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January 14, 2009


Men never loved women without her beauty.

That is not the moral of the poem. It's that we love each other for those things we find attractive in other people. Sometimes it's yellow hair, sometimes a sense of humor, but without it love is not possible. Thus the idea that you can be unlovable and still be loved is impossible. It is futile to want such a thing-- to make oneself ugly or radically different and expect the feelings of love to remain unchanged.

Either that, or Yeats believed no man every loved a brunette.

I think it is that men will never unconditionally love a woman (save a daughter) - the physical attractiveness, attraction, SEX, always is a factor.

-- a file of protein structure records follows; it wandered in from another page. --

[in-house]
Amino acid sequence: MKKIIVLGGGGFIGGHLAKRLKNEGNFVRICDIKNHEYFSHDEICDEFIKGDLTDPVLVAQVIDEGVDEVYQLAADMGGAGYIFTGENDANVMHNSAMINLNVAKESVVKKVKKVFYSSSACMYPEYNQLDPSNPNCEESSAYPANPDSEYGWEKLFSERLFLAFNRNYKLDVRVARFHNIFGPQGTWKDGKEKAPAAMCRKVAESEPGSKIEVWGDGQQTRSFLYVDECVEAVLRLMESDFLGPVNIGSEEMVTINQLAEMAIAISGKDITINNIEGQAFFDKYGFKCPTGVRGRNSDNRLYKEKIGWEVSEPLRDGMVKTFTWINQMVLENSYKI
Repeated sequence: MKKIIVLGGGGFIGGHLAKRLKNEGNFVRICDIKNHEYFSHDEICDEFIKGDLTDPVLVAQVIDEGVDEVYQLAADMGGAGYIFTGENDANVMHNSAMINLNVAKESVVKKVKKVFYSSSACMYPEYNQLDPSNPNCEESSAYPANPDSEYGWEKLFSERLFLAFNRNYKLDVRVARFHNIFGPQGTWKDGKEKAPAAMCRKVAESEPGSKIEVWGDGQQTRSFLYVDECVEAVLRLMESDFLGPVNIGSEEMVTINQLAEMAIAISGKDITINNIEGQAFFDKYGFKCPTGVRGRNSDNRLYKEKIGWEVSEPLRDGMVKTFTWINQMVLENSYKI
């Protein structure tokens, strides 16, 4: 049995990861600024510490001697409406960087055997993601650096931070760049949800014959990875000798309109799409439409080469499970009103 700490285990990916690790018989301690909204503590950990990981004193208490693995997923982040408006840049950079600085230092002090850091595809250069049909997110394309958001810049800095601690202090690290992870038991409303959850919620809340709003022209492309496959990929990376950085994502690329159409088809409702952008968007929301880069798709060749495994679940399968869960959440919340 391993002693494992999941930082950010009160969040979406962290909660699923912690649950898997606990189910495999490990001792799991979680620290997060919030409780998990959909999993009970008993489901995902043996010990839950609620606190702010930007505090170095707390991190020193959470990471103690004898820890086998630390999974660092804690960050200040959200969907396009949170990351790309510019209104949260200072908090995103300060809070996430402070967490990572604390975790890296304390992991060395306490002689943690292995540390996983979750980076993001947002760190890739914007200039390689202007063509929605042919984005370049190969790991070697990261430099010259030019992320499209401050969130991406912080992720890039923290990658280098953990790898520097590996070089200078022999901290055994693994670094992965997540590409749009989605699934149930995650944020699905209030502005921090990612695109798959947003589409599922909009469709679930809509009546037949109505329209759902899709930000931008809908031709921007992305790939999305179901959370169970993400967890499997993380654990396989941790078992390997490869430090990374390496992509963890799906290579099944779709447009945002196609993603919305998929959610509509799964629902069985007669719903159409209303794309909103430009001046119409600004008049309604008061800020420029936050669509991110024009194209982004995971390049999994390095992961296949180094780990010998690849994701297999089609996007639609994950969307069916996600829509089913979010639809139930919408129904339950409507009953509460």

I've seen lost very homely women who are happily married. The only answer is it must be love.

This is not American. Yeats was Irish, always and forever.

True. Our site is devoted not narrowly to American poetry but to great poetry wherever it comes from, and Yeats was "the king of the cats." -- DL

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I left it
on when I
left the house
for the pleasure
of coming back
ten hours later
to the greatness
of Teddy Wilson
"After You've Gone"
on the piano
in the corner
of the bedroom
as I enter
in the dark

from New and Selected Poems by David Lehman

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